Busaba is located in one of the side streets of Colaba, in a building with an old facade. It was Sunday lunch time when I entered and I was surprised to see that no one was there–a luxury in Mumbai! The staff were very friendly and accommodating (well, if the ratio is five servers to one customer they should be!) and the interior is modern, in contrast to the facade, and beautiful. They have some purple walls, with lamps and orchids placed strategically on window ledges.

I sat by a window that had a pretty view of, ironically, a garage.

The interior reminded me of some restaurants in Manila. I know I talk a lot about Manila, but I can’t help it. It’s where I’m from and I admit to missing the variety of international food choices that I had back home. Forgive me for diverting a bit here. In Manila, you can walk into a shopping complex that offers Filipino, Chinese, Japanese, Korean, Italian and American food. It’s something I’ve taken for granted. By now, I am used to the food choices in Mumbai and have picked my “comfort food” places which are mostly Indian food, specifically parathas, chicken shwarmas and chicken tandoori. Yum yum! But at this point in time, I’m glad that I’m forcing myself out of my comfort zone, and discovered Busaba, which brought brought back memories of another comfort zone–Manila! šŸ™‚

“Bulgogi and steamed rice,” I told the waiter as I slammed the menu shut. Of course I’m going to have bulgogi. I haven’t had bulgogi in more than a year. My mom used to cook it at home and it was a common food choice in many Manila fast food restaurants.

“Where are you from, Madame?” the head waiter asked me.

“I’m from the Philippines.” But I have an Indian passport and my Mom is very mixed, a mutt!, is the usual tagline I follow with, almost apologizing for the fact that I don’t seem to represent the country where I’m from.

“You don’t look like you’re from the Philippines,” he commented.

“Yes, I know.” I smiled back. I was relieved from having to further explain myself as my bulgogi arrived.

My yummy bulgogi!

The waiter served me the rice and poured some sauce over it. Then he served me the beef and red concoction in a small sauce bowl.

“Korean chili paste, Madame.”

I am usually averse to spice, but these days I want to try new things, so I spread some of the chili paste on the beef and sampled the recipe, which reminded me of home, the recipe which I haven’t eaten in so long!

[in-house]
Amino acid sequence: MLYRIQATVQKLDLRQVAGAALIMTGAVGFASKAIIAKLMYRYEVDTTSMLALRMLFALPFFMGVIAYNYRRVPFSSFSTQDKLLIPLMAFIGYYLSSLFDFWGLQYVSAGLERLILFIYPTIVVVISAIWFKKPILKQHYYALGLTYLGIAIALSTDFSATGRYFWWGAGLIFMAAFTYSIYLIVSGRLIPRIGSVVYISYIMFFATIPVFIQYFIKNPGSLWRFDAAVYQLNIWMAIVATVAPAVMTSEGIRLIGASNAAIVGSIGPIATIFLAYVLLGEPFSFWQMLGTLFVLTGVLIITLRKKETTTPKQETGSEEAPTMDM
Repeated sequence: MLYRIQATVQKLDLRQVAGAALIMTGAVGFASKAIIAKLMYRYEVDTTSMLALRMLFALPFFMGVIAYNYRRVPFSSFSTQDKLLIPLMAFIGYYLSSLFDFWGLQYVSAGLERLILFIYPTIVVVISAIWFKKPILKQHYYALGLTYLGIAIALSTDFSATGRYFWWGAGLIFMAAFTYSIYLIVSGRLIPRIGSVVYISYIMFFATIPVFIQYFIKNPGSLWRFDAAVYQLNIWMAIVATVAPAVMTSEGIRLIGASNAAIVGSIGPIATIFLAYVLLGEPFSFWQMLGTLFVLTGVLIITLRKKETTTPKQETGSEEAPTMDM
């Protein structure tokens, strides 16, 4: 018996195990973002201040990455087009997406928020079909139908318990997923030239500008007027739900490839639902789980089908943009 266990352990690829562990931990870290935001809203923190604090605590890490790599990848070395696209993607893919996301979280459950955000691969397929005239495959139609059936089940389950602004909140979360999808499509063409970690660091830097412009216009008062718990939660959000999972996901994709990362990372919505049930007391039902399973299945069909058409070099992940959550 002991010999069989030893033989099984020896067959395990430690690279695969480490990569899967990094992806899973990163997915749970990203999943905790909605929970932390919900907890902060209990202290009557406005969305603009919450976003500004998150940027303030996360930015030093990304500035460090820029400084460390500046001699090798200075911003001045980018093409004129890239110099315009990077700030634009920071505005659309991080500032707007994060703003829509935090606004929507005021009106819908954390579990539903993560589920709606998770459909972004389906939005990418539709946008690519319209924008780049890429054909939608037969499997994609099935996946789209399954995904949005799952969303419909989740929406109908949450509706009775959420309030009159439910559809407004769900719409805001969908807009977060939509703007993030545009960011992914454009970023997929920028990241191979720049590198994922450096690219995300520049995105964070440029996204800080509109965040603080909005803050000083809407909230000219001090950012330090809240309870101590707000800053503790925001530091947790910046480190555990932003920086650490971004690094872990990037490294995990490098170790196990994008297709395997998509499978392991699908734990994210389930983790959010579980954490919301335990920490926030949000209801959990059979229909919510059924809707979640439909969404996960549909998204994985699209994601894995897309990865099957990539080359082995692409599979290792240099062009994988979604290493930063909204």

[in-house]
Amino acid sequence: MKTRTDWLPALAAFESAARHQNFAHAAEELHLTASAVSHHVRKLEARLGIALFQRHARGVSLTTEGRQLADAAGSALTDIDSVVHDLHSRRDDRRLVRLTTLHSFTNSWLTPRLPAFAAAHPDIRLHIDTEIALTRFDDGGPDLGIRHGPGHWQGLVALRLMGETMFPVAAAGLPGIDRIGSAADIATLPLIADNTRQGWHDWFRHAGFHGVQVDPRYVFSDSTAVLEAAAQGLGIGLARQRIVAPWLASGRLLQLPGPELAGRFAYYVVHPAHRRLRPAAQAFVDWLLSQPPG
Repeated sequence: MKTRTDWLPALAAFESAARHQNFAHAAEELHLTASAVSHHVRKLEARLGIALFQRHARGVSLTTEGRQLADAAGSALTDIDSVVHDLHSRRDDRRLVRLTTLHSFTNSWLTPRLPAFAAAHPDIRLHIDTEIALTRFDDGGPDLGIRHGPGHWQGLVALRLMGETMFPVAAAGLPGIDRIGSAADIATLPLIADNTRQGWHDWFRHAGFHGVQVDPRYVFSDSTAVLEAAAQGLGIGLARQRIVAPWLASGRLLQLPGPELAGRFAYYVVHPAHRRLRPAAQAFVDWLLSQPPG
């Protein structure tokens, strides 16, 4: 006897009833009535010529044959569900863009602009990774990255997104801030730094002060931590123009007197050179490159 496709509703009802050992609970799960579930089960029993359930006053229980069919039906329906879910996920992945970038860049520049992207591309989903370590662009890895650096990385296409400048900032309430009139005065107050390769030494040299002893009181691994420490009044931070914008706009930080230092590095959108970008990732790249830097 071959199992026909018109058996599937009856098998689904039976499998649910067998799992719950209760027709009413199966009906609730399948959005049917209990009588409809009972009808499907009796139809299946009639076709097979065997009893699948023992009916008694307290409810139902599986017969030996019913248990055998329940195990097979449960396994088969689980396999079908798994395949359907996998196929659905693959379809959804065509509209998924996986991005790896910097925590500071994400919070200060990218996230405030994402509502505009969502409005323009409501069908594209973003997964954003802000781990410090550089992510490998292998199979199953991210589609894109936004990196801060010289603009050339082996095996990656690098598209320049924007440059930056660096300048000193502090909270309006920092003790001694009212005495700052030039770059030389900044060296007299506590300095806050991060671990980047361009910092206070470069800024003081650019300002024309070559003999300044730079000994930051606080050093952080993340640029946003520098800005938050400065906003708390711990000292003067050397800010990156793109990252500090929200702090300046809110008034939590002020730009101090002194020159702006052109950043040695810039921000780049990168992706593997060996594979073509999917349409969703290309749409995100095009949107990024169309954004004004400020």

I chewed and savored the juices of the beef, and the softness of the rice. At first, it reminded me of the pre-made marinated beef bulgogi that you buy in frozen packs. Oh my!, I laughed to myself. I just spent 600 bucks on a TV dinner!

But the chili paste added another dimension to the dish. It was spicy but not the type that makes you cry. Instead, it just prickled my tongue, and the memory of paste combined with the doused rice and beef, is now making me crave for it more and more.

The Korean chili paste was unbelievable!

The serving was big so I had it packed thinking I could finish it off the next day. But I had it for an early dinner, and I had it again for a late dinner. I couldn’t stop thinking about and eating the yummy bulgogi!

Busama is more expensive than most restaurants in Mumbai, and I’m suspecting that this is the reason why it was empty on a Sunday afternoon. For the bulgogi, rice, iced tea and tip, I spent 1000 rupees.

Was it worth it? Yes yes yes! Will I go back? Definitely, this time to try a Japanese or Thai dish.

If you’re interested in visiting Busaba the address is–
4 Mandlik Road, Colaba , Mumbai

Contact number: 22043769, 22043779, 22043772

Bade miya, here I go again, my my, how can I resist you? The song hummed in my head as I rushed from work to home to catch my Meru. 5:15, my Nokia phone informed me, as we crossed the Sea Link on my way to South Mumbai. I was on my way to the Regal theater for the Mumbai by Night Tour. But that was still at seven. Maybe, just maybe I could catch a bite at the iconic Bade Miya, a street side stall in Colaba, known for its kebabs. A South Mumbai institution.

“Do you know where Bade Miya is?” I asked the cabbie.

“Behind the Taj,” he replied as he pressed on the accelerator and the robotic woman voice in his cab chanted, “You are going over the speed limit. Slow down.”

Please please please, I hope we make it. We were now stuck in front of the Haji Ali Shrine, inching our way to the beautiful Breach Candy, with its neoclassic architecture. 5:45, my phone clock tells me. Yes, we’ll make it! We’ll scrape through this Mumbai traffic!

I squealed as the cabbie dropped me off and sucked in the charcoal-smoke air. Bade Miya, here I go again, my my, how can I resist you?

An English-speaking vendor tapped me on the shoulder. “What would you like to eat?”

My eyes ogled the full chicken breasts with bones on the skewers. “What’s that one? Which is your bestseller?” I asked in the same breath.